But I think there are also other factors at work.
We could perhaps write a story about defending a utopia against attack, rather than attacking a dystopia. But it’s easier to depict something that’s obviously noxious than to show how a really well-working society would go. Destroying is easy; building is hard. If the bad guys are sufficiently bad, we may never have to wonder about, say, exactly what kind of reformed society the Rebel Alliance would put into place after defeating Darth Vader’s Empire. (To its credit, the Hunger Games series does provide some hints at the end about the pitfalls of establishing a better successor regime—although, again, more by showing how the revolution could go wrong than by showing it going right.)
More important, it’s easier to engage our emotions by showing how bad the bad guys are. Personally, I am even more moved by awe at the acts of heroism and virtue; but rousing our outrage against evils may be more visceral. In a dystopic story, the despicable practices or institutions of the society justify our hatred of the antagonists.
It’s hard to overstate the adrenaline rush of righteous anger. It’s seductive. When a storyteller takes the despised behavior of the oppressive society to an extreme, they allow us to imagine, and desire, the equally extreme response. Shoot ’em all down! Blow up the Death Star! No quarter!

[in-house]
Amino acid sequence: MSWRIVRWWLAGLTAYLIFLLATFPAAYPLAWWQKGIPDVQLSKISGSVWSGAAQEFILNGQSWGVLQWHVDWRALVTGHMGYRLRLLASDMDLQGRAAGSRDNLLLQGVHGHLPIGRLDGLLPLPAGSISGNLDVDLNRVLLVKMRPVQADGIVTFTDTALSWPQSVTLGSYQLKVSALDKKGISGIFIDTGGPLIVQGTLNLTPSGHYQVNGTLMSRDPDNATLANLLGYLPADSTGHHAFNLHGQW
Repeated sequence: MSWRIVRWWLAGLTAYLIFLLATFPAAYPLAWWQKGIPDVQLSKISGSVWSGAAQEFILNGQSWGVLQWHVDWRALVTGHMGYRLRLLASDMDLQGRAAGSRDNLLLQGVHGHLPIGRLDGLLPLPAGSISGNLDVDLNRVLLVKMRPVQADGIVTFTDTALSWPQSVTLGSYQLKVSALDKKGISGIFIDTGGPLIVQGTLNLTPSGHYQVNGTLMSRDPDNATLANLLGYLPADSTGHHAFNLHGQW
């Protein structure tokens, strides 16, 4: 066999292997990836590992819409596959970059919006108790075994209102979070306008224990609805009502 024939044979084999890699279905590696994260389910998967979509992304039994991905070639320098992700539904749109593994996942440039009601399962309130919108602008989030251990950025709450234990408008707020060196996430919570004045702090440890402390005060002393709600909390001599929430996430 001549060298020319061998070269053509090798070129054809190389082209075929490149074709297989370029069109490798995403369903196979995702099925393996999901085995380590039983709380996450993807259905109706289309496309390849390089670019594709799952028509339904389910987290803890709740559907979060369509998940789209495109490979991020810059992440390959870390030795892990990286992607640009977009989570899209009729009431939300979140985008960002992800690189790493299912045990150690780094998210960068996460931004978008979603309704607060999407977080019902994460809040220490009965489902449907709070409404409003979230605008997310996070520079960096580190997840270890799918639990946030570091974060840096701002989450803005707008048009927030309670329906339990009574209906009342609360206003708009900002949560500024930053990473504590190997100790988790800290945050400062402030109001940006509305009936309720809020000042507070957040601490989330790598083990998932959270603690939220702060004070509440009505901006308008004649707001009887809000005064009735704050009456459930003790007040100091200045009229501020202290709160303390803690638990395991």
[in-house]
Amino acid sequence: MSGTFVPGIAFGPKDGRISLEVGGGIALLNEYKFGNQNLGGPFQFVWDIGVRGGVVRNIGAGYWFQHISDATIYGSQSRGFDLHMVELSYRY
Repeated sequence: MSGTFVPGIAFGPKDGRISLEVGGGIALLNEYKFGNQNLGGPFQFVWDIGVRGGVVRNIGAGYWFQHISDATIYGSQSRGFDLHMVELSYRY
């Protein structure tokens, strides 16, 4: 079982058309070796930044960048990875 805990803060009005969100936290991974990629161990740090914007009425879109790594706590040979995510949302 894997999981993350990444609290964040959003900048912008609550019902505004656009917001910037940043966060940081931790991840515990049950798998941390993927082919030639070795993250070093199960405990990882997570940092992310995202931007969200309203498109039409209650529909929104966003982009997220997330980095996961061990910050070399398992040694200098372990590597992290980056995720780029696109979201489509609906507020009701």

From Story to Fact
This is one of the places where the stories we tell extend their reach out into the real world. If we get too attached to that defiant rush, we may be more susceptible to the possibility of finding it in reality. The prospect of being forced to ultimate measures is appalling—but there’s also a certain thrill. What if the apocalypse is finally here? We can finally abandon restraint and pull out all the stops!
Of course, there genuinely are times “when in the course of human events, it becomes necessary” to take extreme measures. There are always two ways of going wrong. We may be too rash and rush to extremes; but we may also be too complacent. Either way may involve, in part, a failure of imagination. It’s one kind of failure not to recognize the anti-ideal when it genuinely begins to happen. But the other kind is to pounce on every sign that our favorite stories—the ones with the atrocities we despise—are coming true. It’s when we prematurely think we see this in real life that the stories in the back of our heads become dangerous.
Extreme measures need to be kept to a true last resort, because civilization is more fragile than it seems. We cannot lightly throw away the rule of law. If we do, the result is likely to be worse than the original problem. We need to keep that essential idea firmly in view, even in difficult circumstances—including those where the rule of law itself is being violated and needs to be reasserted and reawakened.
There is no substitute for thinking things through, with care and determination. The adrenaline rush so familiar from our favorite stories can’t be allowed to keep us from drawing the right lines, at the right times, in the right places. If we are too complacent, or too belligerent, we may simply be lending ourselves to making someone else’s preferred atrocity come true—and earning their equally extreme resistance. That isn’t the kind of resolution we need.